The coronavirus pandemic has led to the most severe economic downturn the world has seen in recent years. However, this crisis also presented countries with an unprecedented opportunity to shift towards sustainable living. Iceland is isolated and challenged by a harsh climate and following the financial crisis in 2008 has successfully transformed its economy through the use of renewable energy. In a few decades, the country moved away from fossil fuels to producing 100% of its electricity from renewable sources. This transition nurtured an ecosystem of innovation and entrepreneurship that grew profitable businesses aiming to make minimal impact on the environment. Thus Iceland has become a global leader in technologies that foster clean energy and emission reduction. This small nation presents many ways in which the global climate crisis can be tackled and is leading the transition to a net-zero sustainable future.

LANDSCAPE WINNER:
Majid Hojjati (Islamic Republic of Iran) for his series Silent Neighborhoods Finalists: 2nd place Andrea Ferro (Italy); 3rd place Fyodor Savintsev (Russian Federation)


Majid Hojjati

Silent Neighborhoods © Majid Hojjati, Iran, Winner, Professional, Landscape, 2021 Sony World Photography Awards

Everything in life is made up of impressions from the past and whatever befalls us today. The fabric which took one form yesterday takes on a new form now. All creatures still fight for their survival. Nature is the battlefield. The forces of the world are as they have ever been; the waves of the sea, storms, the earth itself. But ultimately it is humanity, marching everywhere, claiming everything, proving to the world that it will endure. We strove to live, to take and to control, before even knowing what to call ourselves. We think we will last forever so we hunt, build, wear clothes and consume, changing our ideas and our tools over the years but never changing our ways. We chased after more and more and something was always left behind. Homes were abandoned, chairs left empty and clothes unworn, even the buttons of a shirt were lost. We have raced to eternity, knowing life is fleeting, leaving the lights on behind us as if to say that once upon a time we were alive. Here are the silent neighbourhoods: those places free of the presence of humanity. The noise of their silence can be heard everywhere – but here in these places we are condemned to hear nothing.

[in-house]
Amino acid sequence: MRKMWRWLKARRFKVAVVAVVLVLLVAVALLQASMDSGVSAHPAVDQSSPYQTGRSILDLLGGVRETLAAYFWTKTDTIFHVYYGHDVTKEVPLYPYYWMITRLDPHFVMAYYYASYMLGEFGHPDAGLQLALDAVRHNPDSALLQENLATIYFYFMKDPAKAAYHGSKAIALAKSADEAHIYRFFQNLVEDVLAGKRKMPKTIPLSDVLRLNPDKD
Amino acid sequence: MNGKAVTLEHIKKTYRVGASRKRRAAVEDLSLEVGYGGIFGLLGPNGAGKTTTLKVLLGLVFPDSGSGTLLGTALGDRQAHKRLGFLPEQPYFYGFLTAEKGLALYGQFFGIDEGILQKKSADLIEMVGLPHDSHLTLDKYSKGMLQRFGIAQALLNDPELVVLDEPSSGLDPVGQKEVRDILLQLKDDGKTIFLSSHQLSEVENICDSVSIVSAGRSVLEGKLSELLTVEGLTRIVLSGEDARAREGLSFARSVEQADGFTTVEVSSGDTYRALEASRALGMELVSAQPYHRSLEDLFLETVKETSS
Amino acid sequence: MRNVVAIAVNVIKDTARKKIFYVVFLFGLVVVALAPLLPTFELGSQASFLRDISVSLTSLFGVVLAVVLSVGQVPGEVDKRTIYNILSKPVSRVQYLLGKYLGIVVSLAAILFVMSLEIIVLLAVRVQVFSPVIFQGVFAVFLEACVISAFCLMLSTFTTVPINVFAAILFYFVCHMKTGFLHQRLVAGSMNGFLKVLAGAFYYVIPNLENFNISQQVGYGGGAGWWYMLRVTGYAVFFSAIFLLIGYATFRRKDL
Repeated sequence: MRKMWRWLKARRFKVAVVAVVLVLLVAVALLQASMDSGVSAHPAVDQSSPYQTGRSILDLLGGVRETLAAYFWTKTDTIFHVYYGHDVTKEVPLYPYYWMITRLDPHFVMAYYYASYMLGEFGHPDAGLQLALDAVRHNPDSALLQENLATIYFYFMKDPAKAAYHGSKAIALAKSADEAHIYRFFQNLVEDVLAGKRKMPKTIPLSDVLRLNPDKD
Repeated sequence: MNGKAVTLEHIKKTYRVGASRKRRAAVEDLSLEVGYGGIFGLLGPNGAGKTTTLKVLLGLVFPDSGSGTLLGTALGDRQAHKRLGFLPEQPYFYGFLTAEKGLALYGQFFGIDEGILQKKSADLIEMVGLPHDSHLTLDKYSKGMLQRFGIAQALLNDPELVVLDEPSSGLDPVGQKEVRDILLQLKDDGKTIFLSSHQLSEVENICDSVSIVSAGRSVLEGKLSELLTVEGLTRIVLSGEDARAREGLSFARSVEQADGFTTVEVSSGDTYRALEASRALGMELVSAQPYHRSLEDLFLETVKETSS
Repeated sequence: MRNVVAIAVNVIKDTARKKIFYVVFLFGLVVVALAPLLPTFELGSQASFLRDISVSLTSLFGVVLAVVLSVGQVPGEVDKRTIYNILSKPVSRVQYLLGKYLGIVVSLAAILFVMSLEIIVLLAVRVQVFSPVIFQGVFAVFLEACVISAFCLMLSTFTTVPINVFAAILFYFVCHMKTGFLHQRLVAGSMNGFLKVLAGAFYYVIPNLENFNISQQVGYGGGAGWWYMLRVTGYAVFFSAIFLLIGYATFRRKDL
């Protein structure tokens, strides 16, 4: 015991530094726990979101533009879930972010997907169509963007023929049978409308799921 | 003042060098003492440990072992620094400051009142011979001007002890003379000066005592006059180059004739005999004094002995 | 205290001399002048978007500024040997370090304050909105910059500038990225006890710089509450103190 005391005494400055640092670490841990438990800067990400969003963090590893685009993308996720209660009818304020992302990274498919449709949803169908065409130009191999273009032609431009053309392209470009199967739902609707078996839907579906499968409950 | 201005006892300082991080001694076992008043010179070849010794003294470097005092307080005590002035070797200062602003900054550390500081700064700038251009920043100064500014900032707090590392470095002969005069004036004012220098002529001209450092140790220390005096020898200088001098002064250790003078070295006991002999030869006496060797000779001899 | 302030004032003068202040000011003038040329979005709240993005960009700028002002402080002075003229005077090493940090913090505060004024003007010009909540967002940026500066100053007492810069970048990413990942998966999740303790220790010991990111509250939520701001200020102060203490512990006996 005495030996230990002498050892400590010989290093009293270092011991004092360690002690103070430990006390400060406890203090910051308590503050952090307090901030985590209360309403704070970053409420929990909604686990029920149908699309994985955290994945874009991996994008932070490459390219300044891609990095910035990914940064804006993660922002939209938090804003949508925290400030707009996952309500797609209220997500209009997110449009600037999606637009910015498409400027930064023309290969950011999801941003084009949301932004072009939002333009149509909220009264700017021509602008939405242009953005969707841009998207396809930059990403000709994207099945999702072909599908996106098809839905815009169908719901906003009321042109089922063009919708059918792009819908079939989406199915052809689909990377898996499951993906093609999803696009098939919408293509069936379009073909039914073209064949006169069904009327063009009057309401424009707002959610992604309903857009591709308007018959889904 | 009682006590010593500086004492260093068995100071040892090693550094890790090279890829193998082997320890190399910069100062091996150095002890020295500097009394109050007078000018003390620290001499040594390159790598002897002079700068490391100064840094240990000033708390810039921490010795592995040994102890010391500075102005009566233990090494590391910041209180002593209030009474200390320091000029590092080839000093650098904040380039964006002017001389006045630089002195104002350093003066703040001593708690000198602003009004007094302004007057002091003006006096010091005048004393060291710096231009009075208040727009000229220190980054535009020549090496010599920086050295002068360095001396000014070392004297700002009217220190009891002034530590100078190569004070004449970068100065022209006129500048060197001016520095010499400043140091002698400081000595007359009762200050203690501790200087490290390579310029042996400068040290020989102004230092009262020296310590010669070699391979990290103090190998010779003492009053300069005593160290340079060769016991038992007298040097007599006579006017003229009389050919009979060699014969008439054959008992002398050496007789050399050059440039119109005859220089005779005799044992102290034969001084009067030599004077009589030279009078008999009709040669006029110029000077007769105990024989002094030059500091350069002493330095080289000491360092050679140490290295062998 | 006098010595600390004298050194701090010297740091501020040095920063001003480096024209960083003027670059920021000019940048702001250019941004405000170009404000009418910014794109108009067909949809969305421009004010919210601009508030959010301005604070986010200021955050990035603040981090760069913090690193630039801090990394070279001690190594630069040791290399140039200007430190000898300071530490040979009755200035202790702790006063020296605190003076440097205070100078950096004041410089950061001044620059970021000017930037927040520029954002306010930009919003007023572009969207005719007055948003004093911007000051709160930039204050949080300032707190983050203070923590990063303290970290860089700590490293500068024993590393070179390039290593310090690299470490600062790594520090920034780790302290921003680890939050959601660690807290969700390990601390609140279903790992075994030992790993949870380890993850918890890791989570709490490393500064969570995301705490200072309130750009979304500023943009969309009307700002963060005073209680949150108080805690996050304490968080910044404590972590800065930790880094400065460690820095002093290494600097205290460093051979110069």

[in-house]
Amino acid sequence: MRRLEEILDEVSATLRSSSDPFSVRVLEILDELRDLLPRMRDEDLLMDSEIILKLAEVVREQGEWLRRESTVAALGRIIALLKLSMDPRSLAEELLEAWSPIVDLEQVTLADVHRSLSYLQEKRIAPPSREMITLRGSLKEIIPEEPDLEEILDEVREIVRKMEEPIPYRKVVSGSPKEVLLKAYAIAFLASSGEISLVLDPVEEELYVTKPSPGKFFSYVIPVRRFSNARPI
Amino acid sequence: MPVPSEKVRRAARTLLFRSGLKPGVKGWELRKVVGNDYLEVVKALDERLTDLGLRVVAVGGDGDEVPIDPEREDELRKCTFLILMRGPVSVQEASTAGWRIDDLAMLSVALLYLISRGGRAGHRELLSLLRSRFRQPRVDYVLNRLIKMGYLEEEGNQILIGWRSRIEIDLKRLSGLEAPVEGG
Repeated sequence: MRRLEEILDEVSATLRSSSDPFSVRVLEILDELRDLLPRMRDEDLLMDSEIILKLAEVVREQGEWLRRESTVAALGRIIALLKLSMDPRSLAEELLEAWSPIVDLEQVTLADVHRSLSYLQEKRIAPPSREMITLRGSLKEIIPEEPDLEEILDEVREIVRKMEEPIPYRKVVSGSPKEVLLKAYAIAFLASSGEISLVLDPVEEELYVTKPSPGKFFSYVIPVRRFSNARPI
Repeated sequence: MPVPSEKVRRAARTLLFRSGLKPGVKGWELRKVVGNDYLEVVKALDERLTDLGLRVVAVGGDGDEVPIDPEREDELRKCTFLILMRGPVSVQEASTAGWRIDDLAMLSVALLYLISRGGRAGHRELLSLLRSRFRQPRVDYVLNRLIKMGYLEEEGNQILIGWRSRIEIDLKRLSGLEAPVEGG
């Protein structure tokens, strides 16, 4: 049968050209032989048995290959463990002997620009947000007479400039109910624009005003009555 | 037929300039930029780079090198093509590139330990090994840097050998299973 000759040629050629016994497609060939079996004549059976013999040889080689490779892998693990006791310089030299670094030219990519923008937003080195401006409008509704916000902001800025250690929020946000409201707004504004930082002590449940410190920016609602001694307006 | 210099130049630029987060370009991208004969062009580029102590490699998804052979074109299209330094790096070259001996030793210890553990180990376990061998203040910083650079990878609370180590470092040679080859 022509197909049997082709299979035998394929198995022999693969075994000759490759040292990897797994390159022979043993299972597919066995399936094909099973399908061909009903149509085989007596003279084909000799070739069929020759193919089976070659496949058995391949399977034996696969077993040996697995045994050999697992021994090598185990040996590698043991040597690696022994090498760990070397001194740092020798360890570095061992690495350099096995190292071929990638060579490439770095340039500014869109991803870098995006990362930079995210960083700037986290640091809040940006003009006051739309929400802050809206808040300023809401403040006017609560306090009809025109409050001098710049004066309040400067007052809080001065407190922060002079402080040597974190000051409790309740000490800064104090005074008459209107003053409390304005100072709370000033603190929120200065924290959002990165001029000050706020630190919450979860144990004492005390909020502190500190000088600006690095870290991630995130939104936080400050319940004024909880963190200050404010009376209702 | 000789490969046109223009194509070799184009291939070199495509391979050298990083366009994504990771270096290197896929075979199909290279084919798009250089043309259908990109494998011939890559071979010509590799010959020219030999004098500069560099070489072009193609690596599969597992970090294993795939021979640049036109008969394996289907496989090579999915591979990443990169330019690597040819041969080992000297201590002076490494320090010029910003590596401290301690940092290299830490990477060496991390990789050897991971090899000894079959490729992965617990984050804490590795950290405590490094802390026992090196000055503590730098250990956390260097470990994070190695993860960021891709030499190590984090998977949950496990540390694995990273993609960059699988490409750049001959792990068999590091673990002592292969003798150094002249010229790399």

PORTFOLIO WINNER:
Laura Pannack (United Kingdom) for her submission Portfolio Overview Finalists: 2nd place Brais Lorenzo (Spain); 3rd place Loli Laboureau (Argentina)


Laura Pannack

Portfolio Overview © Laura Pannack, United Kingdom, Winner, Professional, Portfolio, 2021 Sony World Photography Awards

These images are from a variety of personal projects. All of my work is driven by research and building a connection with those I photograph, while vulnerability and honesty are at the forefront of my process. Such collaborations enable my imagery to be playful and push the boundaries of portraiture, while ensuring a foundation of trust is consistent. I believe images need to captivate and evoke emotion, and so, with every frame I shoot, I consider the elements within the frame and outside it. Symbolism is an important reference for my choices of composition and content.

PORTRAITURE WINNER:
Craig Easton (United Kingdom) for his series Bank Top Finalists: 2nd place Julia Fullerton-Batten (United Kingdom); 3rd place Jane Hilton (United Kingdom)


Craig Easton

Bank Top © Craig Easton, United Kingdom, Finalist, Professional, Portraiture, Sony World Photography Awards 2021

Bank Top, a collaboration with writer and academic Abdul Aziz Hafiz, examines the representation and misrepresentation of communities in northern England, and focuses on a tight-knit neighbourhood in Blackburn. Craig Easton notes that Blackburn has become synonymous with the use of words such as segregation (BBC Panorama) and integration (The Casey Review) by the media and policy makers – terms which he believes are too simplistic to explain the challenges faced by such neighbourhoods and towns. His aim with Bank Top is to confront what he sees as dominant discourses in the media which fail to acknowledge the historical legacy and social costs of industrial expansion and colonialism. This long-form collaboration uses the stories and experiences in Bank Top to address wider issues around social deprivation, housing, unemployment, immigration and representation, as well as the impact of past and present foreign policy.